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Hugh Pinney/Getty Images Explains How a Word Becomes “A Word”

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Hugh Pinney/Getty Images

Whether your spellchecker likes it or not, “astroturfing” is officially a word. At least it is according to the lexicographers behind, one of the Web’s most popular online (and mobile) resources for all things word-related. The same goes for “agender,” “crash blossom,” “microaggression,” and “slacktivism.”

On Wednesday, the site unveiled its latest update, which added or modified more than 1,000 words to its already enormous database of more than 1.2 million searchable terms. To learn how a word becomes “a word,” we spoke with Rebekah Otto,’s Director of Content, who shared some secrets of the lexicon trade.


“Our team of lexicographers finds potential new terms from an array of sources: reading widely, looking at words our users are searching with no results, and scanning changes over time in our corpus of contemporary language use,” Otto explains. “We evaluate this massive list of terms against our corpus of more than 19 billion words, which is a collection of sources, from literature to news articles to television and interview transcripts, balanced to reflect actual usage of language. This list is constantly added to and culled, so it’s an ongoing process. Just because a new term or coinage is not added in an update does not mean it will not be included in the future.”

2. TECHNOLOGY IS A LANGUAGE UNTO ITSELF.’s latest update saw a trend toward technology-related terms, but Otto swears that “We do not intentionally focus on the technology industry in our updates, at the expense of other changes in the language. That said, we are more aware of changes in technology-related words because we’re based in the Bay Area and are surrounded by that culture. For example, last year, when our designers were working on mocks for our Android Wear app, they kept running across the word ‘glanceable’ in their research and suggested it to one of our lexicographers who added the word to our list to be considered. Even outside of the Bay Area, the language of our devices and how we interact with them continues to evolve, and we will always monitor those shifts.” (Case in point: the recent addition of “smartwatch.”)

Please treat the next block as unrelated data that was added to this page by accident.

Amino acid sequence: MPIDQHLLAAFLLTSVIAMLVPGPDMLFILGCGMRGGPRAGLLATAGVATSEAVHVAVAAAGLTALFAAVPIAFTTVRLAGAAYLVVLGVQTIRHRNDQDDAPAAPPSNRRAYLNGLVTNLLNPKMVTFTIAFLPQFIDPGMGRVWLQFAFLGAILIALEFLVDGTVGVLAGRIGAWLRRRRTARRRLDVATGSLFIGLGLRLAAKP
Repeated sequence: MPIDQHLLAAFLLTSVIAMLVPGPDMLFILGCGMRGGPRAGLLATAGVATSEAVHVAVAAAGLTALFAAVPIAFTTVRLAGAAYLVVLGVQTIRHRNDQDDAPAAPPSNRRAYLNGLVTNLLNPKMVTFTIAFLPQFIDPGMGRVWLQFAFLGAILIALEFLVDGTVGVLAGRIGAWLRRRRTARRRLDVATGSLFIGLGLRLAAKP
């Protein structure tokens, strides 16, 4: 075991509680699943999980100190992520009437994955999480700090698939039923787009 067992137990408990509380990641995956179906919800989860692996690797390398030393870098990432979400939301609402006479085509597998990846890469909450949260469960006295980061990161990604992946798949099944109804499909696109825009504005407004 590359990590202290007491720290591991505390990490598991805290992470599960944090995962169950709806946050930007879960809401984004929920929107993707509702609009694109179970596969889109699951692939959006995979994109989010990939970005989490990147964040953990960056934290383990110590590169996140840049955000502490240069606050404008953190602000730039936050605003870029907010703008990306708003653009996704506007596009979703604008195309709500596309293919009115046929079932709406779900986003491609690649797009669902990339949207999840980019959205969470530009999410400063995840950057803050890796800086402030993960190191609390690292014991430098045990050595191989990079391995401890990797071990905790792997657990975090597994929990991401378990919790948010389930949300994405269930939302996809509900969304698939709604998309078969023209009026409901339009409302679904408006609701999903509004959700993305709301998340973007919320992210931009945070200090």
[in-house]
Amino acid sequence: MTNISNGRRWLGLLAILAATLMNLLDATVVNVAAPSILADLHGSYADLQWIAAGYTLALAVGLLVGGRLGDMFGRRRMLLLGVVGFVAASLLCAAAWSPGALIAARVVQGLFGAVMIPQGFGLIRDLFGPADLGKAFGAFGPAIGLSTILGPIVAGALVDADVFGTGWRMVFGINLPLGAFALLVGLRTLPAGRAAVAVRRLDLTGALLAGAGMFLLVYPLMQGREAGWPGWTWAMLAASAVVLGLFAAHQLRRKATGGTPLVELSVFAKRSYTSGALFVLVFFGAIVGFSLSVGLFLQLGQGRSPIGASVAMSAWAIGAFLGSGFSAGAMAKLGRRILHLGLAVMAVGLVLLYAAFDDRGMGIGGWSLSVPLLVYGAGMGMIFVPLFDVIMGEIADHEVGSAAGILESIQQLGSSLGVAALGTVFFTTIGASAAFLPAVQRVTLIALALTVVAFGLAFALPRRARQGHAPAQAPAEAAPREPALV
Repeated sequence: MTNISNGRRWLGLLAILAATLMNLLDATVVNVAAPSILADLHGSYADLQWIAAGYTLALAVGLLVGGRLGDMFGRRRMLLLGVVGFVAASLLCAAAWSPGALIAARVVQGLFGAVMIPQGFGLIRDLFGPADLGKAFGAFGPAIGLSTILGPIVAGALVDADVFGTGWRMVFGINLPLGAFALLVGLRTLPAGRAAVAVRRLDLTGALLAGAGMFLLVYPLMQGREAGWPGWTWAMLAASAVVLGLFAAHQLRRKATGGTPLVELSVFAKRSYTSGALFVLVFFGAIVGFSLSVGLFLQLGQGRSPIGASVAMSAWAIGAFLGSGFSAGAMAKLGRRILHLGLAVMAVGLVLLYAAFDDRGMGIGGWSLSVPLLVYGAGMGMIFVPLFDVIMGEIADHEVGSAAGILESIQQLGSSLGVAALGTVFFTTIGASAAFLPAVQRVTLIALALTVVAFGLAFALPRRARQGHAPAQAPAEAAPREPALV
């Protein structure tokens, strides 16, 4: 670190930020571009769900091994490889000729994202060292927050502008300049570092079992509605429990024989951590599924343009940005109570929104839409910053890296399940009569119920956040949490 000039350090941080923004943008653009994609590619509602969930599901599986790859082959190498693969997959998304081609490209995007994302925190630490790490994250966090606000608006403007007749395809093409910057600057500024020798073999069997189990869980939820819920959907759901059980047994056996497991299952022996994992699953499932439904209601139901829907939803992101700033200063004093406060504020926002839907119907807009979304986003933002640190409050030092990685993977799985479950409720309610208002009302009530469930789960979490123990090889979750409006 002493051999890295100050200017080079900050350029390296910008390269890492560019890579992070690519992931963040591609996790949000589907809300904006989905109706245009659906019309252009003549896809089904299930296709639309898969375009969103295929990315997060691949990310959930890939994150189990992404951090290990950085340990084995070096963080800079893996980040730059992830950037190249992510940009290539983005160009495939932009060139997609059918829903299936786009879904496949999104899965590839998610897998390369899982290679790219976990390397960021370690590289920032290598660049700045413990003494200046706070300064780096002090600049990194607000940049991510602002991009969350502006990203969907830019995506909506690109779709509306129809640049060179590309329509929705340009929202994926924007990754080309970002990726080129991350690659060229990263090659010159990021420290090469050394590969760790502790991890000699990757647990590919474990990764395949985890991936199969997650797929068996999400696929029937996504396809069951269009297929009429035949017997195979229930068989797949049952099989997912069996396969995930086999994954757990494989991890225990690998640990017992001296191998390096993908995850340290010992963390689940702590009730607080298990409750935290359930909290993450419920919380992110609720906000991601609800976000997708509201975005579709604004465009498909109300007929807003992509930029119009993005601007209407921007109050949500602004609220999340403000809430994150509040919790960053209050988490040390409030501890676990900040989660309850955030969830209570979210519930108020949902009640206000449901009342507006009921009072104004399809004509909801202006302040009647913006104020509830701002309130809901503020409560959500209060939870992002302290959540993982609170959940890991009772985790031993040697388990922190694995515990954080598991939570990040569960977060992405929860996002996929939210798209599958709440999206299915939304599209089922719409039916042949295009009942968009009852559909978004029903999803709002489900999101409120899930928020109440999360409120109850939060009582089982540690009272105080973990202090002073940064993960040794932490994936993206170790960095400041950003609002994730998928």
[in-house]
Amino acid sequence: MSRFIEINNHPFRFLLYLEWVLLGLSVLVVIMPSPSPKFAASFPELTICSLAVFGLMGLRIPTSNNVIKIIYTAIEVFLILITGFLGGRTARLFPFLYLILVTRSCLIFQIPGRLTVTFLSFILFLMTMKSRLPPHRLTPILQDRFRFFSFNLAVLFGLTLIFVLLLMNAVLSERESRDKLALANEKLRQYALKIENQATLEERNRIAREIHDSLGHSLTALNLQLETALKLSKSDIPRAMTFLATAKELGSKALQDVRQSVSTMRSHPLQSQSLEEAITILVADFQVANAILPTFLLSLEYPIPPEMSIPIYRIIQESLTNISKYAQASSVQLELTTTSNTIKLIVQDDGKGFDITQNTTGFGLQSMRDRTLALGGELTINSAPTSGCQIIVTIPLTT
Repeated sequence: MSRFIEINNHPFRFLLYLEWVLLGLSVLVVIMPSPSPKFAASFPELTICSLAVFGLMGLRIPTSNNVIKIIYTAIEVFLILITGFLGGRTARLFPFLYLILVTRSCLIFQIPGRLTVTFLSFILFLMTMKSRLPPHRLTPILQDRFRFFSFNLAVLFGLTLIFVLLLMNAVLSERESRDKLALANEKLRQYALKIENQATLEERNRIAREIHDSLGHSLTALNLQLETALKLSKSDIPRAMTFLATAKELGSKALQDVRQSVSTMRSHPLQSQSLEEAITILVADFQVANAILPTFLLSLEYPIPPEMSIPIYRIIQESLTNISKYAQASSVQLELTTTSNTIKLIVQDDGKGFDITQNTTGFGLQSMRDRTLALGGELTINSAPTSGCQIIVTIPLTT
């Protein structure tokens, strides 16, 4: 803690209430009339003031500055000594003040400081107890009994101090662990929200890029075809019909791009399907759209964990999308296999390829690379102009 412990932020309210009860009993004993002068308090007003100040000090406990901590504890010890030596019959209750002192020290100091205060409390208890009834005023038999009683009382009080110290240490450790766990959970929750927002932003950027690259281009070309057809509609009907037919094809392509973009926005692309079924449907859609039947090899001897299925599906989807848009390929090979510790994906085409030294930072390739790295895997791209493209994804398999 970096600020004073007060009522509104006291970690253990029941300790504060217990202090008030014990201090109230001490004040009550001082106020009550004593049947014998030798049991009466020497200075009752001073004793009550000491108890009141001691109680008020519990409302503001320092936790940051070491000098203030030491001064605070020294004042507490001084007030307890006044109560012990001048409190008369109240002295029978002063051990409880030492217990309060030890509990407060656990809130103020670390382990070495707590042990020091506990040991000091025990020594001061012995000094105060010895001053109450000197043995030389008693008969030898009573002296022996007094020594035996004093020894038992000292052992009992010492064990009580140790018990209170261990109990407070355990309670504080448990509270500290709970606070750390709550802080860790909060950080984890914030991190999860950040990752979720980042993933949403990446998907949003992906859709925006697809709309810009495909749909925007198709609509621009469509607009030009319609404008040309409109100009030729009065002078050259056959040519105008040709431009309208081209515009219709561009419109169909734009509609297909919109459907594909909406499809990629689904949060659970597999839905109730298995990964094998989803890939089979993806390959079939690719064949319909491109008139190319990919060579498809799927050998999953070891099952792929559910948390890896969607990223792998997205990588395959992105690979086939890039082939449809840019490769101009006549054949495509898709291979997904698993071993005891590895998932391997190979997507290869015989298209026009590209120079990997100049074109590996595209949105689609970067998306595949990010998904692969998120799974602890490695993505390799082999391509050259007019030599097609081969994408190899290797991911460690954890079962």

“We aim to reflect the cultural conversation, not to drive it,” says Otto. “We have noticed our users increasingly looking for words like ‘cisgender’ (which was added last year). Just a few weeks ago, following Bruce Jenner’s interview with Diane Sawyer, the word ‘transsexual’ trended in our lookups. Additionally public news events like the Silk Road trial drive increased interest and awareness in terms like ‘deep web’ and ‘dark web.’”


What's the line that delineates a phrase like “brogrammer” between being slang and an official word? “Slang is defined as ‘very informal usage.’ This typically indicates that these terms will not be found in published books or other formal, edited speech. Of course, words move from slang to more widely accepted usage in English. In these cases we might change a label from ‘Slang’ to ‘Informal’ or remove the label altogether.”